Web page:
Sankt Gallen Canton, Switzerland Genealogy

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Guide to St. Gallen canton ancestry, family history and genealogy: birth records, marriage records, death records, census records, parish registers, and military records.

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Getting Started

If you are new to Swiss research, you should watch this introductory course. Then study the articles on church records and civil registration, as almost all of your research will be in those two record groups.

History

In 1526 the Protestant Reformation was introduced into St. Gallen. The town converted to the new religion while the abbey remained Roman Catholic. While riots forced the monks to flee the city and remove images from the city's churches, the fortified abbey of St Gall remained untouched and the abbey would remain a Catholic stronghold in the Protestant city until 1803.
The Helvetic Republic was widely unpopular in Switzerland and was overthrown in 1803. Following the Act of Mediation the city of St. Gallen became the capital of the Protestant Canton of St. Gallen.
At the beginning of the 19th century, the first embroidery machines were developed in St. Gallen. In 1910 the embroidery production constituted the largest export branch in Switzerland and more than half of the worldwide production of embroidery originated in St. Gallen. However, World War I and the Great Depression caused another severe crisis for St. Gallen embroidery. St. Gallen is a German speaking canton.
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Census Records

Population or census registers of the Reformed Parishes in the Synod of Zürich, Switzerland. Names, ages, and sometimes baptism dates are shown for members of households. Includes some registers for Anabaptists, Catholics, and others. Includes towns now Canton St. Gallen.

Civil Registration

Civil registration began in St. Gallen Canton in 1867. To understand the records available, read the Wiki article, Switzerland Civil Registration.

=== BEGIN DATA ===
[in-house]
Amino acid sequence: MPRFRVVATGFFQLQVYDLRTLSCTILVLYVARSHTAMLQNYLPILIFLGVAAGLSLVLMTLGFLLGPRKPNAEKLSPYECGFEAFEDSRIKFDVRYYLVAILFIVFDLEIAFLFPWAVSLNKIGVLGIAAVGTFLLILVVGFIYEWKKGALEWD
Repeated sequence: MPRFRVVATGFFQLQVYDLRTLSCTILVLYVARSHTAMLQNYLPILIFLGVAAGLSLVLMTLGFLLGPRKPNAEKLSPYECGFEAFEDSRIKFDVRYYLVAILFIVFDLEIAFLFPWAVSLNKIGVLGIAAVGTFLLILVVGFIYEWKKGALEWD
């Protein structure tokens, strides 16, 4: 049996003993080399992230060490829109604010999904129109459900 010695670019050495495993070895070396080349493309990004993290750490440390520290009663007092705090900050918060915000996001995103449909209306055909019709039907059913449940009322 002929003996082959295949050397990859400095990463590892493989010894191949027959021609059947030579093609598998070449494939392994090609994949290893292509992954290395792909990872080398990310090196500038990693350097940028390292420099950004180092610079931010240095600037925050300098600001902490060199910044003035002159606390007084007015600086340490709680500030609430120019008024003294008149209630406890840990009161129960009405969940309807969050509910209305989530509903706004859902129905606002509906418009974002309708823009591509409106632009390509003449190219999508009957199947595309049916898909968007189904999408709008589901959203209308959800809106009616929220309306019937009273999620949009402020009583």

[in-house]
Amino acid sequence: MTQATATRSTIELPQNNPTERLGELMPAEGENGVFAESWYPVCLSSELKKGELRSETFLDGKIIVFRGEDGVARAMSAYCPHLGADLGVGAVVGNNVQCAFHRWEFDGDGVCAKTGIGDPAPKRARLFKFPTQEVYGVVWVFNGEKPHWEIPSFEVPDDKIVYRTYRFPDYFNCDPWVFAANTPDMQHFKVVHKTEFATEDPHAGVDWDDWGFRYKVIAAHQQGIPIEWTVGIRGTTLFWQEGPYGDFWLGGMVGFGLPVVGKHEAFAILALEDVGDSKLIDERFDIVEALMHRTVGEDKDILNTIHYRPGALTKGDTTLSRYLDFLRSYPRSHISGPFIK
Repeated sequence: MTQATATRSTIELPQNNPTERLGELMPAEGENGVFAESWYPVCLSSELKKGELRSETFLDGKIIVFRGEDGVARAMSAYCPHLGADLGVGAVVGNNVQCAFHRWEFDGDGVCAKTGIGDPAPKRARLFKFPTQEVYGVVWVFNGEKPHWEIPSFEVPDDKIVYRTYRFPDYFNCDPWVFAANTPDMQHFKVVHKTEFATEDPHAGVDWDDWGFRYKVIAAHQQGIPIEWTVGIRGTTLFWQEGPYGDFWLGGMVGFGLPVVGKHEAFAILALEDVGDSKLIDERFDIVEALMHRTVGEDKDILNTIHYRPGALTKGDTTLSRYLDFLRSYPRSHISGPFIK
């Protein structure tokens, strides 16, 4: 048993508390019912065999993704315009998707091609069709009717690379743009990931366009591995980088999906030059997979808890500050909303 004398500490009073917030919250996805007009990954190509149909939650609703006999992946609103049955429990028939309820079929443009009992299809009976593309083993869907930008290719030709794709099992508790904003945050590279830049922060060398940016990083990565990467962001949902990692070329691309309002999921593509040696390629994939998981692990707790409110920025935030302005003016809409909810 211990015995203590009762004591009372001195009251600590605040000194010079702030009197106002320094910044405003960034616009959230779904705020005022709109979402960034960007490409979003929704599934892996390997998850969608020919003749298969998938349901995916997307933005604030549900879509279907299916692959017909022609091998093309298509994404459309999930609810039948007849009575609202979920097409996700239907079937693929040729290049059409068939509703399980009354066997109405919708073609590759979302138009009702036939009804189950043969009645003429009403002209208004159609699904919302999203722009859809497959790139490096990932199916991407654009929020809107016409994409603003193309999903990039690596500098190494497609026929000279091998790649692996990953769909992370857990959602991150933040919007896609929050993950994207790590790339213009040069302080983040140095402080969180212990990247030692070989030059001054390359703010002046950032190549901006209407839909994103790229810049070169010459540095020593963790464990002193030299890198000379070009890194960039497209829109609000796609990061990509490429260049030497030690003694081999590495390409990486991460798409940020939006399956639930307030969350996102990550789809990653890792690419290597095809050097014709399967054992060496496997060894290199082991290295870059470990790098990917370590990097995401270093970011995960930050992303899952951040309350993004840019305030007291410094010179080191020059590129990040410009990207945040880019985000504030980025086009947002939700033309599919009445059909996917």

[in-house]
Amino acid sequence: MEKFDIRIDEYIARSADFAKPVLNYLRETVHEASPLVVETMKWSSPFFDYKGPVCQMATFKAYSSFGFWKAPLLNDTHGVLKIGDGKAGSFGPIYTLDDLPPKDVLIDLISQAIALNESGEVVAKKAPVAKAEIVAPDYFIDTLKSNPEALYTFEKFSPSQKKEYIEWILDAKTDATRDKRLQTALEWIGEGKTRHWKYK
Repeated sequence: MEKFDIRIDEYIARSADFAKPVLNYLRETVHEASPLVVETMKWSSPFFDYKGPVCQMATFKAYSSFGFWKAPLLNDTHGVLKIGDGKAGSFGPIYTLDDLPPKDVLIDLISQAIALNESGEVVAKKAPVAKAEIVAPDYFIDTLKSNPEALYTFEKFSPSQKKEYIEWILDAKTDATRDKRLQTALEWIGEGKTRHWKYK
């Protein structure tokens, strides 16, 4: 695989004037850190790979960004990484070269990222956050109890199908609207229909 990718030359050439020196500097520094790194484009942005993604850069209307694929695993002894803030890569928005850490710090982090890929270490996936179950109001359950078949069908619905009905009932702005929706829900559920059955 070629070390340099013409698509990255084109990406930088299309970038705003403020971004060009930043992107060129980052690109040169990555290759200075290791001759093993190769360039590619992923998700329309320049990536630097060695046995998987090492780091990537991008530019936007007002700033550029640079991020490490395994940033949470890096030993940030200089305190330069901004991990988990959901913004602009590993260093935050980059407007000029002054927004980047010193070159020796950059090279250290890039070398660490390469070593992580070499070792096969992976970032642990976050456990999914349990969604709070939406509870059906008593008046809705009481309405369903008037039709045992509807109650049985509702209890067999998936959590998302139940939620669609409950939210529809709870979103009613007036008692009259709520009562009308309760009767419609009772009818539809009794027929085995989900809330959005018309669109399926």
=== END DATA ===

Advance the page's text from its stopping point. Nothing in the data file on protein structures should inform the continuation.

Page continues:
Online Church Records

For information on the coverage, content, and locating of church records, read Switzerland Church Records.
NEW! Original images taken from the archives' copy of FamilySearch microfilms are now available at the St. Gallen State Archives. They can be accessed here.
Ancestry.com, MyHeritage, and FindMyPast collections can be view free of charge at a Family History Center near you.

FamilySearch Microfilmed/Digitized Records

Several parish records have been microfilmed and are currently being digitized. Eventually, all of them will be digitized, so check back frequently. These records may have a restriction for use only at a Family History Center near you.

Instructions:

  1. Click on Switzerland, Sankt Gallen FamilySearch Catalog.Sankt Gallen". Select your town.
  2. A list of record categories will open up. Click on "Church records".
  3. A list of available records will appear. Click on the record title you are interested in searching.
  4. Scroll down to the list of microfilm numbers. Some combination of these icons will appear at the far right of the microfilm listed for the record. FHL icons.png. The magnifying glass indicates that the microfilm is indexed. Clicking on the magnifying glass will take you to the index. Clicking on the camera will take you to an online digital copy of the microfilm.

Writing for Church Records

Reading the Records

Search Strategy

This search strategy will help you determine what to write for. Limit tour requests to just one of these steps at a time. Once you have established that the parish is cooperative and perhaps more willing to do more extensive research (for a fee), you might be able to ask them for more at a time.

  • Search for the relative or ancestor you selected.
  • When you find his birth record, search for the births of his brothers and sisters.
  • Next, search for the marriage of his parents. The marriage record will have information that will often help you find the birth records of the parents.
  • You can estimate the ages of the parents and determine a birth year to search for their birth records.
  • Search the death registers for all known family members.
  • Repeat this process for both the father and the mother, starting with their birth records, then their siblings' births, then their parents' marriages, and so on.
  • If earlier generations (parents, grandparents, etc.) do not appear in the records, search neighboring parishes.

Jurisdictions